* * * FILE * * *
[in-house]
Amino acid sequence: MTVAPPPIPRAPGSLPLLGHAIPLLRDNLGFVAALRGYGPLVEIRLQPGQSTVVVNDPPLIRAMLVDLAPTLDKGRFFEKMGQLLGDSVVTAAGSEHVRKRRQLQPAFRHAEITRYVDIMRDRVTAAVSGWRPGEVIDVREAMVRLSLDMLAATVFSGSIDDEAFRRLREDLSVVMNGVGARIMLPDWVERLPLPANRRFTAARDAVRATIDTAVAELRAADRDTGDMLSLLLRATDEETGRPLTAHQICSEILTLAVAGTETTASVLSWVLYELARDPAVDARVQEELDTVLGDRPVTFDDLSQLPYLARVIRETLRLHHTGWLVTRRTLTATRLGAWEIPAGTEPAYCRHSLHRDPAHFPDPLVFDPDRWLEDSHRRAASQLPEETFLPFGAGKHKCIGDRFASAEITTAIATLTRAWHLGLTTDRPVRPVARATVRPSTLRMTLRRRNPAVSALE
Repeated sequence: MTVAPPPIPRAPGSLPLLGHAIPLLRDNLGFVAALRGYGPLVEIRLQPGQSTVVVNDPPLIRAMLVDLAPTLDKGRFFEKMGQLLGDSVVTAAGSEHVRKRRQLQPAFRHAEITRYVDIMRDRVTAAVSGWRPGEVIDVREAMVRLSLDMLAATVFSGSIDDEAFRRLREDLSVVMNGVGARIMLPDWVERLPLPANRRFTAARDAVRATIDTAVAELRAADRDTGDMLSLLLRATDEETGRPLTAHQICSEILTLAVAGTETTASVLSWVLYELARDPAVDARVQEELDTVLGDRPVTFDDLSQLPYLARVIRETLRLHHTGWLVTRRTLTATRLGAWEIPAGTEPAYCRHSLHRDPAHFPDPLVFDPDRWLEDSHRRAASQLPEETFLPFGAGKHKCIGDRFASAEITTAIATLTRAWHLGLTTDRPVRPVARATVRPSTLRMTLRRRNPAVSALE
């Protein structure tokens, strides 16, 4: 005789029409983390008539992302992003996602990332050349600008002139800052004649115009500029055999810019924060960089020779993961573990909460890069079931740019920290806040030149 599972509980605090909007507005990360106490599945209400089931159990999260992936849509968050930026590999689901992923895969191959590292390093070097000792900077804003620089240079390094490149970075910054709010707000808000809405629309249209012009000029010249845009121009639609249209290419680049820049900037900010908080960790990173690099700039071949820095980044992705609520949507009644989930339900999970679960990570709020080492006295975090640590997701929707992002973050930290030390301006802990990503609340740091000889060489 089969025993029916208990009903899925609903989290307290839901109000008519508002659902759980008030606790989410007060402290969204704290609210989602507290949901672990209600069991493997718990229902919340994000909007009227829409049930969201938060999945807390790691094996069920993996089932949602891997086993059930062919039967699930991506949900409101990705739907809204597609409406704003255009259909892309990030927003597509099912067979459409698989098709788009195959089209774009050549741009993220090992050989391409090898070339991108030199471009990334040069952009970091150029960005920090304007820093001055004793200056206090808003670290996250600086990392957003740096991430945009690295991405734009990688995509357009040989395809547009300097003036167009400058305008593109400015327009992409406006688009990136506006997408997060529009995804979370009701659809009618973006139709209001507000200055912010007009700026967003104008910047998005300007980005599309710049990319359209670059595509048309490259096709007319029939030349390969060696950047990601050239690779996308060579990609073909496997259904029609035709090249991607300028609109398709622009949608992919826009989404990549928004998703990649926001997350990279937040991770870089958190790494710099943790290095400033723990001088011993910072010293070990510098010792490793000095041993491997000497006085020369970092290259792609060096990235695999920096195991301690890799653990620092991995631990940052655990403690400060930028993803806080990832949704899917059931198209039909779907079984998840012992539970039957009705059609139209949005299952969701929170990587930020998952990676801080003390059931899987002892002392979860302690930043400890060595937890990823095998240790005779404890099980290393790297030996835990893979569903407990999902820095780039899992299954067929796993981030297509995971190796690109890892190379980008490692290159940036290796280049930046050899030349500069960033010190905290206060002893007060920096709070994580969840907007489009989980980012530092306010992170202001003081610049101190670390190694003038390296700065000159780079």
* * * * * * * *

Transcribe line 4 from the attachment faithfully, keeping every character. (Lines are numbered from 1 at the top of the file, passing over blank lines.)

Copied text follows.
């Protein structure tokens, strides 16, 4: 005789029409983390008539992302992003996602990332050349600008002139800052004649115009500029055999810019924060960089020779993961573990909460890069079931740019920290806040030149 599972509980605090909007507005990360106490599945209400089931159990999260992936849509968050930026590999689901992923895969191959590292390093070097000792900077804003620089240079390094490149970075910054709010707000808000809405629309249209012009000029010249845009121009639609249209290419680049820049900037900010908080960790990173690099700039071949820095980044992705609520949507009644989930339900999970679960990570709020080492006295975090640590997701929707992002973050930290030390301006802990990503609340740091000889060489 089969025993029916208990009903899925609903989290307290839901109000008519508002659902759980008030606790989410007060402290969204704290609210989602507290949901672990209600069991493997718990229902919340994000909007009227829409049930969201938060999945807390790691094996069920993996089932949602891997086993059930062919039967699930991506949900409101990705739907809204597609409406704003255009259909892309990030927003597509099912067979459409698989098709788009195959089209774009050549741009993220090992050989391409090898070339991108030199471009990334040069952009970091150029960005920090304007820093001055004793200056206090808003670290996250600086990392957003740096991430945009690295991405734009990688995509357009040989395809547009300097003036167009400058305008593109400015327009992409406006688009990136506006997408997060529009995804979370009701659809009618973006139709209001507000200055912010007009700026967003104008910047998005300007980005599309710049990319359209670059595509048309490259096709007319029939030349390969060696950047990601050239690779996308060579990609073909496997259904029609035709090249991607300028609109398709622009949608992919826009989404990549928004998703990649926001997350990279937040991770870089958190790494710099943790290095400033723990001088011993910072010293070990510098010792490793000095041993491997000497006085020369970092290259792609060096990235695999920096195991301690890799653990620092991995631990940052655990403690400060930028993803806080990832949704899917059931198209039909779907079984998840012992539970039957009705059609139209949005299952969701929170990587930020998952990676801080003390059931899987002892002392979860302690930043400890060595937890990823095998240790005779404890099980290393790297030996835990893979569903407990999902820095780039899992299954067929796993981030297509995971190796690109890892190379980008490692290159940036290796280049930046050899030349500069960033010190905290206060002893007060920096709070994580969840907007489009989980980012530092306010992170202001003081610049101190670390190694003038390296700065000159780079």